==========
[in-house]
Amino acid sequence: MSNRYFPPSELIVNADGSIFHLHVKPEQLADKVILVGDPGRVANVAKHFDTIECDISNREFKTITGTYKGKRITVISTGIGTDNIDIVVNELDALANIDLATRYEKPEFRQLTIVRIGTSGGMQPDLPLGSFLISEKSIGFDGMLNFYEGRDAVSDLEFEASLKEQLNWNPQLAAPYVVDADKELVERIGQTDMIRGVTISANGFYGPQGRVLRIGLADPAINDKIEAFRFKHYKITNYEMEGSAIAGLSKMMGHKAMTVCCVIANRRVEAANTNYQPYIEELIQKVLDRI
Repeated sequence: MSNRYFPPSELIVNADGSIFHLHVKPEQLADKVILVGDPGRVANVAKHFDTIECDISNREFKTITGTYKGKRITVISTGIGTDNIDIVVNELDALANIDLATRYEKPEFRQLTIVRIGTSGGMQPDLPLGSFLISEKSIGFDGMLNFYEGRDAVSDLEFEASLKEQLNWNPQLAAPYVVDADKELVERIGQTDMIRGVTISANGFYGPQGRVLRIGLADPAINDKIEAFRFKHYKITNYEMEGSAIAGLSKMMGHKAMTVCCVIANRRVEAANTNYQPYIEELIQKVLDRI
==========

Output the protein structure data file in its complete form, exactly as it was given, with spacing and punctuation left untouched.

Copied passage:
[in-house]
Amino acid sequence: MSNRYFPPSELIVNADGSIFHLHVKPEQLADKVILVGDPGRVANVAKHFDTIECDISNREFKTITGTYKGKRITVISTGIGTDNIDIVVNELDALANIDLATRYEKPEFRQLTIVRIGTSGGMQPDLPLGSFLISEKSIGFDGMLNFYEGRDAVSDLEFEASLKEQLNWNPQLAAPYVVDADKELVERIGQTDMIRGVTISANGFYGPQGRVLRIGLADPAINDKIEAFRFKHYKITNYEMEGSAIAGLSKMMGHKAMTVCCVIANRRVEAANTNYQPYIEELIQKVLDRI
Repeated sequence: MSNRYFPPSELIVNADGSIFHLHVKPEQLADKVILVGDPGRVANVAKHFDTIECDISNREFKTITGTYKGKRITVISTGIGTDNIDIVVNELDALANIDLATRYEKPEFRQLTIVRIGTSGGMQPDLPLGSFLISEKSIGFDGMLNFYEGRDAVSDLEFEASLKEQLNWNPQLAAPYVVDADKELVERIGQTDMIRGVTISANGFYGPQGRVLRIGLADPAINDKIEAFRFKHYKITNYEMEGSAIAGLSKMMGHKAMTVCCVIANRRVEAANTNYQPYIEELIQKVLDRI